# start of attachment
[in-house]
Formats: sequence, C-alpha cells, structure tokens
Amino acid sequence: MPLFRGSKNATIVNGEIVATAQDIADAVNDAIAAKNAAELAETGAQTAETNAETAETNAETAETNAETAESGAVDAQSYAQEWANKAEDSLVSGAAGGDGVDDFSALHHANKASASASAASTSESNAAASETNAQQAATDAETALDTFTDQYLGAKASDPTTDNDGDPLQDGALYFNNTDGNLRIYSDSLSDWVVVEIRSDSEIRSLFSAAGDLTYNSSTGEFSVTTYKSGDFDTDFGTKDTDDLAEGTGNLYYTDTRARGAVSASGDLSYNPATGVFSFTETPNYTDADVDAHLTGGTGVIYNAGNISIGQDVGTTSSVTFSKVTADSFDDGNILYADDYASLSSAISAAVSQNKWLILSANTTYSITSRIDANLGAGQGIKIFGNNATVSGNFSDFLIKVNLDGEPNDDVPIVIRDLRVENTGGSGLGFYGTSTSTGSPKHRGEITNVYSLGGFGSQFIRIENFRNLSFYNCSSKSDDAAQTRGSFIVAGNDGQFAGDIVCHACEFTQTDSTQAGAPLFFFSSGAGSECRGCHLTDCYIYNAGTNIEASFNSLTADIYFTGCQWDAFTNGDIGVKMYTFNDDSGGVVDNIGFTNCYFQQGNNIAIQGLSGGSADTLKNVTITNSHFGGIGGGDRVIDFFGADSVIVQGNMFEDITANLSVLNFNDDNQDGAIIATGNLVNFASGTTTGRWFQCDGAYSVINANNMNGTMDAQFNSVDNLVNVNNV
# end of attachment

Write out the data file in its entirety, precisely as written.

[in-house]
Formats: sequence, C-alpha cells, structure tokens
Amino acid sequence: MPLFRGSKNATIVNGEIVATAQDIADAVNDAIAAKNAAELAETGAQTAETNAETAETNAETAETNAETAESGAVDAQSYAQEWANKAEDSLVSGAAGGDGVDDFSALHHANKASASASAASTSESNAAASETNAQQAATDAETALDTFTDQYLGAKASDPTTDNDGDPLQDGALYFNNTDGNLRIYSDSLSDWVVVEIRSDSEIRSLFSAAGDLTYNSSTGEFSVTTYKSGDFDTDFGTKDTDDLAEGTGNLYYTDTRARGAVSASGDLSYNPATGVFSFTETPNYTDADVDAHLTGGTGVIYNAGNISIGQDVGTTSSVTFSKVTADSFDDGNILYADDYASLSSAISAAVSQNKWLILSANTTYSITSRIDANLGAGQGIKIFGNNATVSGNFSDFLIKVNLDGEPNDDVPIVIRDLRVENTGGSGLGFYGTSTSTGSPKHRGEITNVYSLGGFGSQFIRIENFRNLSFYNCSSKSDDAAQTRGSFIVAGNDGQFAGDIVCHACEFTQTDSTQAGAPLFFFSSGAGSECRGCHLTDCYIYNAGTNIEASFNSLTADIYFTGCQWDAFTNGDIGVKMYTFNDDSGGVVDNIGFTNCYFQQGNNIAIQGLSGGSADTLKNVTITNSHFGGIGGGDRVIDFFGADSVIVQGNMFEDITANLSVLNFNDDNQDGAIIATGNLVNFASGTTTGRWFQCDGAYSVINANNMNGTMDAQFNSVDNLVNVNNV